Tobias Reiss-Schmidt: There are still parts of the world where the sub-$500 market has managed to maintain growth over the past five years, and there are places where have been able to grow in absolute terms, not just in market share terms, in 2019.

Sometimes the watch market is defined as including both traditional watches and smartwatches. We look at traditional and smartwatches as two completely separate markets.

The GUESS Watches #WornWithPride collection hosts a colorful explosion of rainbow glitter accents and multi-color patterned dials. Each offering a meaningful expression when worn with pride on the wrist.

We do not view smartwatches as an evolution of traditional. They are quite distinct. Smartwatch customers have a very different set of criteria that motivate their decisions. They also have very different distribution models and it is right to measure their success factors differently.

We now have two very large and established segments, and there are opportunities in both of them.

Our core strength is in traditional watches. This is what we are focused on. We some incremental opportunities in smartwatches and we believe the Timex brand has the right attributes to play in that space and we have some in house competence. We launched a number of products in the past 18 months that have been successful, and we will continue to do so. But our focus is clearly in traditional watches.

We are seeing a new generation of consumers in the sub-$500 market that are really engaged and love watches for a variety of reasons. A watch is a very personal item with a strong emotional connection that can be truly meaningful to its owner.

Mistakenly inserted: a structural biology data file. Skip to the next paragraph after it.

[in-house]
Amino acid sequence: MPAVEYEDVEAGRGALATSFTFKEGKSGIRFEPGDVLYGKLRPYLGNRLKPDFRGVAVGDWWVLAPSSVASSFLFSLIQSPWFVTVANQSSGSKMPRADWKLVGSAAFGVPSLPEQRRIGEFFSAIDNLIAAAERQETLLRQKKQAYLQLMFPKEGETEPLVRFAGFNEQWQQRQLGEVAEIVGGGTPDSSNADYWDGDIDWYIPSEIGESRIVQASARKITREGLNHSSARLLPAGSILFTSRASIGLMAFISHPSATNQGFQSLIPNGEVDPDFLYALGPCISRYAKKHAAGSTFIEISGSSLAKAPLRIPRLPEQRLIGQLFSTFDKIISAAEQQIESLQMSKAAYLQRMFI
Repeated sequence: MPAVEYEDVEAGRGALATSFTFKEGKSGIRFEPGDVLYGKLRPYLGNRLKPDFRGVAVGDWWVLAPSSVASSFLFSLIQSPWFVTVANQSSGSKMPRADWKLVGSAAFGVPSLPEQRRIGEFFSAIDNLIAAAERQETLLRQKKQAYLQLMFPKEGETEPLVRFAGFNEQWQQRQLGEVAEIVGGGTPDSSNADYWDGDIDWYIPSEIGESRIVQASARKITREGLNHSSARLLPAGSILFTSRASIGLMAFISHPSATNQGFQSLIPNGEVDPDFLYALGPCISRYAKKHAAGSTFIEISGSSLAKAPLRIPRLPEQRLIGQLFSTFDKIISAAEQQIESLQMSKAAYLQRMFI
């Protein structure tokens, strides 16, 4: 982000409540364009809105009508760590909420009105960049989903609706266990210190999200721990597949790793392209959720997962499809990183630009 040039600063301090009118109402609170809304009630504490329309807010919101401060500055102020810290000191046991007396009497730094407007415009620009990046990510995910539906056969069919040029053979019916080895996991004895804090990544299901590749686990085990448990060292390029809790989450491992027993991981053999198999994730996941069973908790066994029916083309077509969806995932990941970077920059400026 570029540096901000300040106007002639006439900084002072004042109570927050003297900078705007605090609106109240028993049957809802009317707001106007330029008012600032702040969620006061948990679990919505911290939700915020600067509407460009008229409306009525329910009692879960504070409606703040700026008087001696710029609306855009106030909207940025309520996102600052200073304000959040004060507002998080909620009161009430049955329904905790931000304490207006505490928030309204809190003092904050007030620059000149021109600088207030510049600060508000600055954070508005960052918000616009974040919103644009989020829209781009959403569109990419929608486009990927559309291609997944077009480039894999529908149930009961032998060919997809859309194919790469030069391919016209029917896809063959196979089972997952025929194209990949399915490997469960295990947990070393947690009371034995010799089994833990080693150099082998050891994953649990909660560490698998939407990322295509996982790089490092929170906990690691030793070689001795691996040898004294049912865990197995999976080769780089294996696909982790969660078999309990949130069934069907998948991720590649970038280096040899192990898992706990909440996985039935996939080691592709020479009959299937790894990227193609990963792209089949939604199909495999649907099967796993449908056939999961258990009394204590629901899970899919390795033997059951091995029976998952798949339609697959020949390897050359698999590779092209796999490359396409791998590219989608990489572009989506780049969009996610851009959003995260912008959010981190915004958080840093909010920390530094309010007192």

Missoni has been added to the list of luxury Italian fashion houses working with Timex Group Luxury Division.

On the product side, design trends continue to evolve and change over time, but what we consider to be really important is that consumers are getting smarter and more educated. They know everything about a brand and a product so it is more important than ever for brand to be authentic if they are going to thrive in the long run.

That authenticity can come in many different guises. You can be a fashion brand with exciting designs or you can be a classic watch brand with great craftsmanship and 180 years of heritage. One way or another, you need to have a clear identity to remain relevant. You then have to do an excellent job season by season to tell your story in a compelling way.

The $500 segment has come a long way. At Timex Group we are really lucky that our brand portfolio includes market leaders in their respective categories ranging from fashion to classic watches.

Today there are more and more brands with amazing watches in the sub-$500 segment. There is much more excitement in this category that there was five or ten years ago. Based on that, and we have data to support this, I think there is a new generation of consumers that are really engaged in our category and that makes me very optimistic for the future of traditional watches in that price segment.

WatchPro: I think the sub-$500 category has learned from luxury.

Tobias Reiss-Schmidt: We have learned from the luxury brands and also from digital native, disruptive, brands that woke up some of the incumbents to the fact that the market is moving so fast and we have to engage much better with consumers. The segment is much more interesting than it has been.

WatchPro: Make buying a watch more an experience. Plus make watches more expensive. Japanese have been good at pushing up market.

Tobias Reiss-Schmidt: Across brands we have been stretching our price segmentation and we have seen success going up and in some cases creating new lower entry points. With Timex, specifically, our average price has increased very materially over the past three years. If you look at Timex.com you will see a lot of automatics selling at north of $200 or $300. Timex has been able to reconnect with true watch enthusiasts. We are seeing collectors that normally enjoy only Swiss luxury watches getting excited about some of the Timex watches we are creating. They are signing up to our e-mail databases to make sure they know when a particularly Timex SKU is back in stock.

That is a direction we have been taking and will continue to do so.